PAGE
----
It’s the hot new movement that’s been identified as one of the key food trends for 2018, but what exactly is flexitarianism and how do you go about becoming a flexitarian? Don’t worry, it’s nothing about being able to touch your toes but it is all about being flexible and adaptable in your approach to eating meat.
Essentially, flexitarianism is the practice of being a vegetarian who also chooses to eat meat once in a while. Why, you might ask, isn’t it a meat eater who sometimes chooses to go veggie? That would mean missing the point, in fact. The idea is to gently introduce the concept of reducing the meat intake in a carnivore’s diet to enjoy a number of important benefits for your body as well as for the environment.
It gives you the best of both worlds
In an age when the world is kicking back against binary choices, flexitarianism gives you the chance to be fundamentally vegetarian but to also enjoy meat when the fancy takes you – for example, when everyone around you is enjoying bacon sandwiches and the best veggie option for you would be a bland bowl of cereal. And don’t worry if you think minimising your meat intake will mean no more takeaways. There are plenty of vegetarian options always available from delivery services like Deliveroo, whose collaboration with various restaurants allows customers to order food of many different types.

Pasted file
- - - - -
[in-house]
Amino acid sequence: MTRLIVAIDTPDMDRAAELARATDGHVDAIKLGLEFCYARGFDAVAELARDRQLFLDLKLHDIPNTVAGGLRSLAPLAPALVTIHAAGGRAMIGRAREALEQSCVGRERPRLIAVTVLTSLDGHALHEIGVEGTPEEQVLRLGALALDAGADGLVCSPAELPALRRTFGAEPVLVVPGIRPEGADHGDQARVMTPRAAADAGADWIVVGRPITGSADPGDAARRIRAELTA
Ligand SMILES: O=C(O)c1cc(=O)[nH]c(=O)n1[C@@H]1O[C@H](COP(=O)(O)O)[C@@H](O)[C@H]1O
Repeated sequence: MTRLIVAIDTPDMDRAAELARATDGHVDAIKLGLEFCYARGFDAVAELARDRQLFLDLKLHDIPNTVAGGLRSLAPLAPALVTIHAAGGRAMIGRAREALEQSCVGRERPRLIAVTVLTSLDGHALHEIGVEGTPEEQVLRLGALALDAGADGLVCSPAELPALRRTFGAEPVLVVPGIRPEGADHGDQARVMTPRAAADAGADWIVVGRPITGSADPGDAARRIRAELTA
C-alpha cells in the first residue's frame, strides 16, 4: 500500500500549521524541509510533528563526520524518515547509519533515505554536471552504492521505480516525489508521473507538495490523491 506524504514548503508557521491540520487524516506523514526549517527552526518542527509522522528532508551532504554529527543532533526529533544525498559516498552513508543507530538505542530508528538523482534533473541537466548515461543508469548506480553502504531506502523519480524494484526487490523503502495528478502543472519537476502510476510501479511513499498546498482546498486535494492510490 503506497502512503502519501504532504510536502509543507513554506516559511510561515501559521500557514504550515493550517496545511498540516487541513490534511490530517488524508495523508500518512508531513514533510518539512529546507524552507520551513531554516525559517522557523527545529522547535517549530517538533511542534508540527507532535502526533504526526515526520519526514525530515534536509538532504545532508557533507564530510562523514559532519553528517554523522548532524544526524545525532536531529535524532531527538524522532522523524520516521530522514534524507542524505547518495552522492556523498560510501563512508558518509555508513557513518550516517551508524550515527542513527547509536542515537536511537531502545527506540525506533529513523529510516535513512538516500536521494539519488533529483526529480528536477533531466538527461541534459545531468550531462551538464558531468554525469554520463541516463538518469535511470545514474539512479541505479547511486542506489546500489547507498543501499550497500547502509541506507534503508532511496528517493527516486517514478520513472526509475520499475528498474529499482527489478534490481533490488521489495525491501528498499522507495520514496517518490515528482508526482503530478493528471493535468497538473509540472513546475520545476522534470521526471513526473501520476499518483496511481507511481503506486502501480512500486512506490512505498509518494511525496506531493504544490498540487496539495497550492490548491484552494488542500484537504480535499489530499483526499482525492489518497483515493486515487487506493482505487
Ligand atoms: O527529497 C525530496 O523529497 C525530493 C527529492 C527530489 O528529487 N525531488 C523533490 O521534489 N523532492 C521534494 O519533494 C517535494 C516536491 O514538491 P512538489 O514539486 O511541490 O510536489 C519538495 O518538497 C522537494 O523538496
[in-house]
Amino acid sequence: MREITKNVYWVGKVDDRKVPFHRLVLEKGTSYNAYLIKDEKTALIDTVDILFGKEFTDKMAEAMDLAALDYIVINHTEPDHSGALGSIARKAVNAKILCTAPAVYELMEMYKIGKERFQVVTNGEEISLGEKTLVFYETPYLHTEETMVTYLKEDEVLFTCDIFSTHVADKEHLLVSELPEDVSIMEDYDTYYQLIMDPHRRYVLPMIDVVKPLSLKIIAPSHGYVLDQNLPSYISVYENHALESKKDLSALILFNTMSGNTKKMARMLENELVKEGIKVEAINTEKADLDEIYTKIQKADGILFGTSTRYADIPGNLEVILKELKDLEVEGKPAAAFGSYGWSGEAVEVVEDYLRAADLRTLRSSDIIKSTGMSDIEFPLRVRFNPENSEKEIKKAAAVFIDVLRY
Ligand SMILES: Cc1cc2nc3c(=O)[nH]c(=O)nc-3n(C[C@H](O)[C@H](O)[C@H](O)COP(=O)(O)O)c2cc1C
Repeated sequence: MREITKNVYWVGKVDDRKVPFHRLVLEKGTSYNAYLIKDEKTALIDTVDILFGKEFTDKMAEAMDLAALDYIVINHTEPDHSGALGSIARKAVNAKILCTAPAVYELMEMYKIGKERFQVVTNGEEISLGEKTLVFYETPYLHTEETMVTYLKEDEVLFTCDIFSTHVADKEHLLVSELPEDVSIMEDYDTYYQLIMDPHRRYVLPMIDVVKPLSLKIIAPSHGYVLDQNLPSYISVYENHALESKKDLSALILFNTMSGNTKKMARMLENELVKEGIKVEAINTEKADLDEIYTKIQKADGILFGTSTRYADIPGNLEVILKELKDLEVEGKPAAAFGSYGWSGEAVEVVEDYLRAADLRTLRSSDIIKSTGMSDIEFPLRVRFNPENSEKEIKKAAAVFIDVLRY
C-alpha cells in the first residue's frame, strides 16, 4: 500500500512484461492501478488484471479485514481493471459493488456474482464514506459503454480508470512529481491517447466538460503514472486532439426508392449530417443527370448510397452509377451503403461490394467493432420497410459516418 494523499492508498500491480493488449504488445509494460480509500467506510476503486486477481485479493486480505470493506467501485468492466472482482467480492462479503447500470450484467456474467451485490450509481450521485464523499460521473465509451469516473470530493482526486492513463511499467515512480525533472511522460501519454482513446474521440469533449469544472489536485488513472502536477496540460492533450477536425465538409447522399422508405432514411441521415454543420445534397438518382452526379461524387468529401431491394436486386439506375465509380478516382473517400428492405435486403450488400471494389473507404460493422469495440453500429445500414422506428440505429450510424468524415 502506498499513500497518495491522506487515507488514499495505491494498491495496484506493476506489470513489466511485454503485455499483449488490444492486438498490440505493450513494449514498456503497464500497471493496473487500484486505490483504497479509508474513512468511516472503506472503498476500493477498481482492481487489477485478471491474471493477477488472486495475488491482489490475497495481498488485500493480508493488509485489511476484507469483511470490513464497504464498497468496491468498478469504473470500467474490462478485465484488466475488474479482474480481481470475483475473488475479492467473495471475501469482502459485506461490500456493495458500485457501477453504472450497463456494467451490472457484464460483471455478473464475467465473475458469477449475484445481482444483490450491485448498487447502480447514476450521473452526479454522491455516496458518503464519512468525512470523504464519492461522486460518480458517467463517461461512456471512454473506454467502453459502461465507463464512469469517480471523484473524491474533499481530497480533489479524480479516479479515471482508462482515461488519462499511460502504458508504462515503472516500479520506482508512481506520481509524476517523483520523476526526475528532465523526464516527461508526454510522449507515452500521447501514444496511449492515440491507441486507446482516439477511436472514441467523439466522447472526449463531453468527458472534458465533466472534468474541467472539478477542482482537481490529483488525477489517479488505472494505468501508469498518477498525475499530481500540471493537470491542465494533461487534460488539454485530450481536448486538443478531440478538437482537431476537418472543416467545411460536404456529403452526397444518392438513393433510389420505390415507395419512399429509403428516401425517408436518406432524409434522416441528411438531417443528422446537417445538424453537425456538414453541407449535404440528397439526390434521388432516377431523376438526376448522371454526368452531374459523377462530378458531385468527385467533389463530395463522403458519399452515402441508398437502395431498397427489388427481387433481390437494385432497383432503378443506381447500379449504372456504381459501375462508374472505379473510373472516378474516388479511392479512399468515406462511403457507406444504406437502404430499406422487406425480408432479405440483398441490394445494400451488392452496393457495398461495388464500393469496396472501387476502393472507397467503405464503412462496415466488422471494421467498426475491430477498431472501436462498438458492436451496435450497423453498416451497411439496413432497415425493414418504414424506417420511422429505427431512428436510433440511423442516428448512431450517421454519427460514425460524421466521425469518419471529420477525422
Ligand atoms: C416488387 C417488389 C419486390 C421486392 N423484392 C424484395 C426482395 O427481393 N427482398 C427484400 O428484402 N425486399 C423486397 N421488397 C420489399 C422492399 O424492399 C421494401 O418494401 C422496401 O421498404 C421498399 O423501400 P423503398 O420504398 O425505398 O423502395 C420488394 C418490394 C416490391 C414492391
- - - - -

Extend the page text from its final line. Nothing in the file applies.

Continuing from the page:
It’s better for the environment
It’s a fact that cattle farming around the world releases a huge volume of greenhouse gases, especially methane, into the atmosphere and it’s been estimated that that by halving beef consumption in Europe we could meet all of our targets for tackling climate change by 2050. So anything we can do to help this on its way has to be a very good idea – even if we don’t completely stop eating meat, reducing it helps greatly.
Next time you do your weekly shop take a look at the receipt and work out how much you spend on meat compared with the amount you spend on fruit and veg. Then take a look at just how much meat you’re getting for your money. Pretty soon you’ll realise that, euro for euro, you’ll be getting much better value by upping the vegetarian content of your diet and having meat as an occasional treat.
It’s better for you
It seems like every week there’s a new report suggesting that meat eating is bad for our health. Even if some findings are later reversed, there’s still enough evidence to suggest that reducing our intake will have some real benefits. We can get virtually all the vitamins and minerals we need from a veggie diet, as well as valuable dietary fibre, essential for maintaining a healthy digestive system.
It’s the first step to vegetarianism
Finally, it may be that you’ve flirted with going vegetarianism in the past but have never made that final leap. Well, flexitarianism could be the ideal staging post along the way. Then, gradually, you can reduce the meat you eat until every day’s a meat-free one – unless you decide to go back to being a flexitarian, of course!